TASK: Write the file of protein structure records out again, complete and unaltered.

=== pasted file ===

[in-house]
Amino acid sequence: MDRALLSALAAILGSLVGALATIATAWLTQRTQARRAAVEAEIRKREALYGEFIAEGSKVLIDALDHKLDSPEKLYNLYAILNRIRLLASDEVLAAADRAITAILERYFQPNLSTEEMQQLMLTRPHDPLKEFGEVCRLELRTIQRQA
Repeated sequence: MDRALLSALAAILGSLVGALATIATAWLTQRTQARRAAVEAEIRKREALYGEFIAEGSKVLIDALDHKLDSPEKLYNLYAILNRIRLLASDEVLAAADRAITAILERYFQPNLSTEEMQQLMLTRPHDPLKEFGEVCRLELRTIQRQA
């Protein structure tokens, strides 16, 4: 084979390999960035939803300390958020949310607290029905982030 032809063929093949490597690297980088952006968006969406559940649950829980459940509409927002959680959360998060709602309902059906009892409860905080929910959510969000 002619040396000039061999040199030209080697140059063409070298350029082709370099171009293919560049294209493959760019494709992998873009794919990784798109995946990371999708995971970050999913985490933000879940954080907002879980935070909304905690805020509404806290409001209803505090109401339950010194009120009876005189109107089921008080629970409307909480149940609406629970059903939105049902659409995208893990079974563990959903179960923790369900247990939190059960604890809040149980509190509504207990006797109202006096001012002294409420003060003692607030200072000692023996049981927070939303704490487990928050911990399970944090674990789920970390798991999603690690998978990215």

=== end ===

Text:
[in-house]
Amino acid sequence: MDRALLSALAAILGSLVGALATIATAWLTQRTQARRAAVEAEIRKREALYGEFIAEGSKVLIDALDHKLDSPEKLYNLYAILNRIRLLASDEVLAAADRAITAILERYFQPNLSTEEMQQLMLTRPHDPLKEFGEVCRLELRTIQRQA
Repeated sequence: MDRALLSALAAILGSLVGALATIATAWLTQRTQARRAAVEAEIRKREALYGEFIAEGSKVLIDALDHKLDSPEKLYNLYAILNRIRLLASDEVLAAADRAITAILERYFQPNLSTEEMQQLMLTRPHDPLKEFGEVCRLELRTIQRQA
């Protein structure tokens, strides 16, 4: 084979390999960035939803300390958020949310607290029905982030 032809063929093949490597690297980088952006968006969406559940649950829980459940509409927002959680959360998060709602309902059906009892409860905080929910959510969000 002619040396000039061999040199030209080697140059063409070298350029082709370099171009293919560049294209493959760019494709992998873009794919990784798109995946990371999708995971970050999913985490933000879940954080907002879980935070909304905690805020509404806290409001209803505090109401339950010194009120009876005189109107089921008080629970409307909480149940609406629970059903939105049902659409995208893990079974563990959903179960923790369900247990939190059960604890809040149980509190509504207990006797109202006096001012002294409420003060003692607030200072000692023996049981927070939303704490487990928050911990399970944090674990789920970390798991999603690690998978990215």